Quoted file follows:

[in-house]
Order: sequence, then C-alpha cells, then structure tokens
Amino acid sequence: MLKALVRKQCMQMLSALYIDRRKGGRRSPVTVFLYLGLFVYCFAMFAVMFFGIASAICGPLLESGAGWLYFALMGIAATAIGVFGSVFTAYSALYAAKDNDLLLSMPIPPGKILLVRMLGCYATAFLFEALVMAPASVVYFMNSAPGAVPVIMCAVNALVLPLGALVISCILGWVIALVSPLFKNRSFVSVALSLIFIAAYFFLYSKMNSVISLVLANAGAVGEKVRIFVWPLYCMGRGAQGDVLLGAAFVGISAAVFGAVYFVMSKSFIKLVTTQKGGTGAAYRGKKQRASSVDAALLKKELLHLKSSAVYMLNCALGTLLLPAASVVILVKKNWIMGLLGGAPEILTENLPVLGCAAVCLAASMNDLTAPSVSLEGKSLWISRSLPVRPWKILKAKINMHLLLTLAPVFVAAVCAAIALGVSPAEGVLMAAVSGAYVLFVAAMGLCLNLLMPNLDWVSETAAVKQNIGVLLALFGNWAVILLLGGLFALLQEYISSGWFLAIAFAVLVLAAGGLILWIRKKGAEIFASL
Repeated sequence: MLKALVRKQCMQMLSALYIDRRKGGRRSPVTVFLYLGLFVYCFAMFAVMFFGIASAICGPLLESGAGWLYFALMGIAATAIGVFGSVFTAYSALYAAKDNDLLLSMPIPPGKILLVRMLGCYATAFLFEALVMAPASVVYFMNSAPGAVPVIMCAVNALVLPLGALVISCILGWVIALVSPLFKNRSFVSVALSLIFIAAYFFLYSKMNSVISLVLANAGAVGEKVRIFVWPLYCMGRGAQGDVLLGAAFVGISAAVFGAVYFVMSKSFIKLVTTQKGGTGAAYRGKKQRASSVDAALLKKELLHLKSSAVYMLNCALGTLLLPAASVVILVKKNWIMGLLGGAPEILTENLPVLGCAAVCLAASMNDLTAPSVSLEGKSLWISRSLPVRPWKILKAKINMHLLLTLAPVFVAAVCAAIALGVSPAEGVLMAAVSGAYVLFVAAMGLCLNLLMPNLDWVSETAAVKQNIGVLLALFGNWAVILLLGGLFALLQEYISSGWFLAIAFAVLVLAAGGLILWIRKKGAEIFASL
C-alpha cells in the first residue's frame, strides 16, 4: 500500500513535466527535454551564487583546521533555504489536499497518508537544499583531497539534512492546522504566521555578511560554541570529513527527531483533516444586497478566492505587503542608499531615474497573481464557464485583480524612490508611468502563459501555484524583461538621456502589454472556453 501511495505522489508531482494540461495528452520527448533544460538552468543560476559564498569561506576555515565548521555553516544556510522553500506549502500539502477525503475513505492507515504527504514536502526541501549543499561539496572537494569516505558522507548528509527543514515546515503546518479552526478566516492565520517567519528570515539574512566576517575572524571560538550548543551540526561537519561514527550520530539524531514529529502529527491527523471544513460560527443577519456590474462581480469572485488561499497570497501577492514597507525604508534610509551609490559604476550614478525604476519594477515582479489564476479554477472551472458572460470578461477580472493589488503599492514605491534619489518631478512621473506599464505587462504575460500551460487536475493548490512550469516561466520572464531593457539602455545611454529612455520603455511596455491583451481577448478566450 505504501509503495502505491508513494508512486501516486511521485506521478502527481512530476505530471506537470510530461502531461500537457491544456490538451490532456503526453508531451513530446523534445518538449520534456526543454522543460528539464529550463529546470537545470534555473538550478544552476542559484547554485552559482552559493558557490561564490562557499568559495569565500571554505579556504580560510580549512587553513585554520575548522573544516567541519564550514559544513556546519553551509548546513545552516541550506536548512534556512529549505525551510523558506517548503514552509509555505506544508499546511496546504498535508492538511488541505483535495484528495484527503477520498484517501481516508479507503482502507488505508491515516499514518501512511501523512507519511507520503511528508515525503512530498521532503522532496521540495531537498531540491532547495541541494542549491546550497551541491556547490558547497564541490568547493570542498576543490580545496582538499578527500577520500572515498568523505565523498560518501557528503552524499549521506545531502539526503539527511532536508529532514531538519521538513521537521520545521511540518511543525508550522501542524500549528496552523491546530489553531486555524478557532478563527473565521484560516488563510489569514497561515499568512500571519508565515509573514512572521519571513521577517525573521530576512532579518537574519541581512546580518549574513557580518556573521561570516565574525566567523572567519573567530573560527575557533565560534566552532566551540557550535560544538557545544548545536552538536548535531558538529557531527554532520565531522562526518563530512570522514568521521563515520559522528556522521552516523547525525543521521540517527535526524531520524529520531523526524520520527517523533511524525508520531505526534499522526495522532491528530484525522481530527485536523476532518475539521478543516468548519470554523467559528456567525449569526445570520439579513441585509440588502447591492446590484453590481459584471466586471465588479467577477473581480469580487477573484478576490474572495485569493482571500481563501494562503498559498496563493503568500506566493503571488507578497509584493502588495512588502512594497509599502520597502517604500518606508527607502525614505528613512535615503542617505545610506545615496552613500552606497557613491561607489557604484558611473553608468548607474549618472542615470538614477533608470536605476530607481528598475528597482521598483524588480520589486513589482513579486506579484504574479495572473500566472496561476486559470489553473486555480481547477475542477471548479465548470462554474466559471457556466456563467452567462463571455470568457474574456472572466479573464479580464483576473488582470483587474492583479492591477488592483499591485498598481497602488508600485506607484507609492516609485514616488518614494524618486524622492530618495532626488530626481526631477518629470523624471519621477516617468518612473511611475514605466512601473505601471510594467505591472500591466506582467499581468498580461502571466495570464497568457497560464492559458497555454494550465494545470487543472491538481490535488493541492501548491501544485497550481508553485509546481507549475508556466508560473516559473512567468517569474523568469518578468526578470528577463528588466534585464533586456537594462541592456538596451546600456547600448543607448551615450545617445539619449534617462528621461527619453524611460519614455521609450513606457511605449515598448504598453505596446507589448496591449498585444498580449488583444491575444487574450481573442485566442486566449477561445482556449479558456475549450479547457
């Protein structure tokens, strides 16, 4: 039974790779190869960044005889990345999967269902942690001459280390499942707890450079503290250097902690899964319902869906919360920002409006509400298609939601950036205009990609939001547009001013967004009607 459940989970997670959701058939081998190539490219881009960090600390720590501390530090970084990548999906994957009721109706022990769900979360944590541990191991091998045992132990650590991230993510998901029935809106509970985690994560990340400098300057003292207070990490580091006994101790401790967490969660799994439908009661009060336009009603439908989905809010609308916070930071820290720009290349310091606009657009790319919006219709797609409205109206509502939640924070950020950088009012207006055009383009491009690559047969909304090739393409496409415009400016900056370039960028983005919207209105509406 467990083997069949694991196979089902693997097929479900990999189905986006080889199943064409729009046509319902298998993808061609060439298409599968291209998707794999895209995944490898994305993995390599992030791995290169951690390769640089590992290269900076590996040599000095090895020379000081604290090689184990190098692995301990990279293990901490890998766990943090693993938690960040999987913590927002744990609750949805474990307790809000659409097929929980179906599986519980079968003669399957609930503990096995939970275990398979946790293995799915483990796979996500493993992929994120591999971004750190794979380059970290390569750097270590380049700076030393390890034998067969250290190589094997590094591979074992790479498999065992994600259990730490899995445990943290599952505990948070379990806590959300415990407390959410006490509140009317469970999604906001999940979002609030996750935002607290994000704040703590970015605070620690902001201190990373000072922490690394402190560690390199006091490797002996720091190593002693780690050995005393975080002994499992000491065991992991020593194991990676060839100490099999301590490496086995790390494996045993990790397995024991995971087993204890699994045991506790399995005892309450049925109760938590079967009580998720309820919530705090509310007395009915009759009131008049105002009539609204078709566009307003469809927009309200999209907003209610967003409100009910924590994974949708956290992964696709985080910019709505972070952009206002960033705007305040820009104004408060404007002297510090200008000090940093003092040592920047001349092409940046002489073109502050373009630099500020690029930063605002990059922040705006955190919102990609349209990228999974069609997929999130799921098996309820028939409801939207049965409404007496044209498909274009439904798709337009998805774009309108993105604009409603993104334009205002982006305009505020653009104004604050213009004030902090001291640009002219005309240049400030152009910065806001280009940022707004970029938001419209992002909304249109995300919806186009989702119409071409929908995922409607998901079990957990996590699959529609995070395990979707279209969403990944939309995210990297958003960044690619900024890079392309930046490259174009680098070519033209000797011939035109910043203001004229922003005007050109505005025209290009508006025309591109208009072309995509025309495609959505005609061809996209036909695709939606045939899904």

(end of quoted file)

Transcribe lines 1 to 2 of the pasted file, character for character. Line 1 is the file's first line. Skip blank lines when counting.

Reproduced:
[in-house]
Order: sequence, then C-alpha cells, then structure tokens